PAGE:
all the locals watching footy. Someone commented that it hadn't been
snowing with reference to my walking poles (another variant is "you've
forgotten your skis"). So happy to have made it. Despite the jibes
they are friendly and good for a bit of a chat. They do B&B as well
and I will stay the night. I ordered steak and ale pie and apple pie
and ice cream, enjoyed it all immensely! Had a bath before getting
head down at half past nine. What a couple of days; 82 miles covered
and only 55 miles to John O Groats!

Friday, 25 June 2010

There was no phone signal at Drumnadrochit camp site last night so I
am posting for two days again today. Yesterdays route followed Loch
Ness climbing up in to the forests on the northern shore. There were a
couple of sustained climbs but in all it was a comparatively easy days
walking on forest track, footpath and road. I was interested to learn
that Foyers on the south side of Loch Ness was chosen as the site of
the first ever aluminium smelting plant in UK in 1896, a fact that led
it to be one of the few places in the highlands to be bombed during
WWII. The smelter used hydroelectricity to power the furnace. Today
the smelter has closed down but there is still a hydroelectric plant
in operation that generates power for the national grid by day and
uses energy from the grid at periods of low demand to pump water back
up to the top reservoir. Drumnadrochit itself was a pleasant small
town with plenty of Nessy tourist attractions and boat rides,
unfortunately I was too tired to make the mile walk out to see
Urquhart castle on the shore of Loch Ness but having visited it before
decided to let that one go.

This evening I have arrived in Dingwall about 21 miles to the north of
Drumnadrochit after a very tough day of road walking. In the last week
I have walked 170 miles and half way through today my energy levels
hit a low, so much so that I sat down on a grass verge and fell asleep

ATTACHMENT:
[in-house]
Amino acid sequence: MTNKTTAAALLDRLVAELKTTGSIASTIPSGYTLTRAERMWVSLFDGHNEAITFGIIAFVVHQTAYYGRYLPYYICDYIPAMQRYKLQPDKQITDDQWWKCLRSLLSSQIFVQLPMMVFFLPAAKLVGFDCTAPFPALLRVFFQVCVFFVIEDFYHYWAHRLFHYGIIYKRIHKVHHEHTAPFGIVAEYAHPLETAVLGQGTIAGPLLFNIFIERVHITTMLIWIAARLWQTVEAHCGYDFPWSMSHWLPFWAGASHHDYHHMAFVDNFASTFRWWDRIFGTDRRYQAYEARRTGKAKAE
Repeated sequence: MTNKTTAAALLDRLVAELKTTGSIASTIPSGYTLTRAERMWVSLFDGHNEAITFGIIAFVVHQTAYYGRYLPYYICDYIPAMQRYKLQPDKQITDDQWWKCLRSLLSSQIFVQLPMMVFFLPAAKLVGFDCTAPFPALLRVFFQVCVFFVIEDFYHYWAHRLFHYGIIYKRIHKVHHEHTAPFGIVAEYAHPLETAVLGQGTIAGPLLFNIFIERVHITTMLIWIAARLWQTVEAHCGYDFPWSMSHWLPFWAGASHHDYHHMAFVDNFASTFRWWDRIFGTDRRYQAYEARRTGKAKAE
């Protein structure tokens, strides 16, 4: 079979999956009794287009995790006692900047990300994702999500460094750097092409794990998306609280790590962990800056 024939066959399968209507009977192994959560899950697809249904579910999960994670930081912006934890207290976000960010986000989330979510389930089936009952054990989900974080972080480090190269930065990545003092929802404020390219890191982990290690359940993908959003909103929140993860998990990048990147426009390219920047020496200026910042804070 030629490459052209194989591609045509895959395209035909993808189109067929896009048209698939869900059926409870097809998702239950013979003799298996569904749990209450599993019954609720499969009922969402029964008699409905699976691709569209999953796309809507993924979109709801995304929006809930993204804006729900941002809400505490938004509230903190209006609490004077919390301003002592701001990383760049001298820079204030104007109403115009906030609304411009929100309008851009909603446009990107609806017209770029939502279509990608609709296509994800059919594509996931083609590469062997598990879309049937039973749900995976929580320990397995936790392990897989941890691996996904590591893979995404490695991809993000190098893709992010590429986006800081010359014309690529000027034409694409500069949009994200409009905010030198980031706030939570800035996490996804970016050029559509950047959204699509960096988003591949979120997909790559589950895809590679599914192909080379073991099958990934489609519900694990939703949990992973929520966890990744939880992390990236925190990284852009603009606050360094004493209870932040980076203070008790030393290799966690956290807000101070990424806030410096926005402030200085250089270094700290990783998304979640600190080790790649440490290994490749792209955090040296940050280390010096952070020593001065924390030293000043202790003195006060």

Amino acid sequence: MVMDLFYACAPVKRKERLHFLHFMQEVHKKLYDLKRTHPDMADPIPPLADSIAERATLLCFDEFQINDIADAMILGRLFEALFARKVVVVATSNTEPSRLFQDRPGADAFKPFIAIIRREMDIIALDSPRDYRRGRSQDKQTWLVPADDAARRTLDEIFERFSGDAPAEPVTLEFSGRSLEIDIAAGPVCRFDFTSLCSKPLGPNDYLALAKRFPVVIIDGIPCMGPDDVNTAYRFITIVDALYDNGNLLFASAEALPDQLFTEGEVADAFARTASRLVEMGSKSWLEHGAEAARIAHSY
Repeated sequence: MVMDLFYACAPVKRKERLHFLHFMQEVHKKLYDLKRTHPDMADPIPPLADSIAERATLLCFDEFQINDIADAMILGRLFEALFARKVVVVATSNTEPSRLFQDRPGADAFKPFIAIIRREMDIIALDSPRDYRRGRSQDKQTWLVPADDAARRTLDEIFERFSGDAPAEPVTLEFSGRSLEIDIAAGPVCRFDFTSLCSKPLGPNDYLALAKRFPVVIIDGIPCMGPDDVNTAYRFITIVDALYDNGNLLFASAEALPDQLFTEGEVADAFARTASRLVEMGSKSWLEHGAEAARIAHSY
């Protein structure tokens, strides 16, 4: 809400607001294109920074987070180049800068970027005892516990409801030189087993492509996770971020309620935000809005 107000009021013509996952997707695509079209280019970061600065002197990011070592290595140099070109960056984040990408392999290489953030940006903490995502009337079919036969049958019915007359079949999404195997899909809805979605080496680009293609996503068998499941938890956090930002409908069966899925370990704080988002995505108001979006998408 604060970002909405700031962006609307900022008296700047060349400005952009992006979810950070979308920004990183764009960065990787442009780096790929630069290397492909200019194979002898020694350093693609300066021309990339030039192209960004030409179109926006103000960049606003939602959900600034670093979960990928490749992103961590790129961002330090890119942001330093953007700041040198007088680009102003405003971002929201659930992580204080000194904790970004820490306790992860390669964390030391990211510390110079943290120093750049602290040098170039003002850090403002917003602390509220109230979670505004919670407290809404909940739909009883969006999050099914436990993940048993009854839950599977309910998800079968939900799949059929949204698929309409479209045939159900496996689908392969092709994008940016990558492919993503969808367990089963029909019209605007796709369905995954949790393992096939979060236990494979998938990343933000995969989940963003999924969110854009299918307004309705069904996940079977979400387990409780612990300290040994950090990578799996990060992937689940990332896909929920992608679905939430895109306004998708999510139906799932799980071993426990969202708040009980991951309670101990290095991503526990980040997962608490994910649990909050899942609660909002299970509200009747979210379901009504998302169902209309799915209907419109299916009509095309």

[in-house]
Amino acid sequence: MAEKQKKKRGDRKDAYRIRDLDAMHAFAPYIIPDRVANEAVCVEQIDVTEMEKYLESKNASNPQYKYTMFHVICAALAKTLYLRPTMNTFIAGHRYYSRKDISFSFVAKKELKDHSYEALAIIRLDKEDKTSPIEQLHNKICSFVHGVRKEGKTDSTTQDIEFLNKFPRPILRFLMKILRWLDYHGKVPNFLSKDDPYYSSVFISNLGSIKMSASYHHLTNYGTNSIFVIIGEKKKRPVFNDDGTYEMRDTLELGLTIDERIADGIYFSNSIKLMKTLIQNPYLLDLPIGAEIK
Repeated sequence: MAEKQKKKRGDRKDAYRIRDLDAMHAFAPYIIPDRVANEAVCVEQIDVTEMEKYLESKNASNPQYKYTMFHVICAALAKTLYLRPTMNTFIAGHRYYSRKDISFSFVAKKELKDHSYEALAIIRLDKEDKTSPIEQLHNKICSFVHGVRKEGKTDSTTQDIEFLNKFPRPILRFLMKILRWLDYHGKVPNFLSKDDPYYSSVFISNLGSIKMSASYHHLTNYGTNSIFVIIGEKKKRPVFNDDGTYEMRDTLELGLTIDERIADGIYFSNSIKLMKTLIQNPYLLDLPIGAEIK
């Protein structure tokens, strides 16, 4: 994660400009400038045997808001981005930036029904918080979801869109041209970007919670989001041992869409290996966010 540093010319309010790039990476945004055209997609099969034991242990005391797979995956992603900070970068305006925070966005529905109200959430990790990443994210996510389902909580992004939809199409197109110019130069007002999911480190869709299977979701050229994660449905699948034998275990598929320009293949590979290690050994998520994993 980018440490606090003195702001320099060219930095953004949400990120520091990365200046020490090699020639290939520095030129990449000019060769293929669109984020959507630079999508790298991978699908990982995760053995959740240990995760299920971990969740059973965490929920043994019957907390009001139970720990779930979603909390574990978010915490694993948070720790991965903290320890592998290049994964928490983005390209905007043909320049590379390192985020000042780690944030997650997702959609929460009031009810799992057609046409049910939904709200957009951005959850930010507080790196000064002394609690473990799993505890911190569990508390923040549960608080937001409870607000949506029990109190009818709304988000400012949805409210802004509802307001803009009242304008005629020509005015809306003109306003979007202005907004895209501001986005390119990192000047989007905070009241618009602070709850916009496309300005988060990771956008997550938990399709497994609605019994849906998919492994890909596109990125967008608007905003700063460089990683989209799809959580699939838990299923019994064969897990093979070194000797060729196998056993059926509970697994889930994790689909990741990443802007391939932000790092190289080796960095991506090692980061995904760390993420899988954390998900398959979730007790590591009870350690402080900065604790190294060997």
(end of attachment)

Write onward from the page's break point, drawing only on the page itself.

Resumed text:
for half an hour. I realise I hadn't been taking in fluids in the
morning and that can't have helped. So, as you see from the picture, I
decided to treat myself to a dinner in the pub; steak and ale pie
followed by sticky toffee pudding and ice cream. I feel much better now!

There are 140 miles remaining of my trek. As I am only doing this once
I will try to complete this as quickly as I can and make the shortest
time for the overall trip. In the toughest moments I just need to
remember that it's all for a good cause!

Wednesday, 23 June 2010

I left Fort William this morning in the very early hours having woke
up in the hostel at 4am and felt claustrophobic. Following the Great
Glen Way along the Caledonian canal and the shores of Loch Lochy and
Loch Oich for some 31 miles I am now at Fort Augustus. After the
exertions of the West Highland Way today has been very long and taxing
despite it being very good terrain and mostly flat. Loch Ness awaits
first thing in the morning.

9 days and 180 miles to go to John O Groats!

Tuesday, 22 June 2010

This evening I am staying in a hostel in Fort William having completed
the last 24 miles of the West Highland Way today culminating in a pass
by the foot of Ben Nevis. My earlier plans to climb Ben Nevis tomorrow
are now out of the window and I am making all haste up the Great Glen
to Dingwall to meet my friend Tom who will join me for the weekend.
After the last seven midge infested nights under canvas a night in the
hostel will allow me a good rest, chance to do my laundry and cook a
good meal and an early start with no tent to pack away tomorrow.

My trek is now well in to it's final fortnight and I am challenging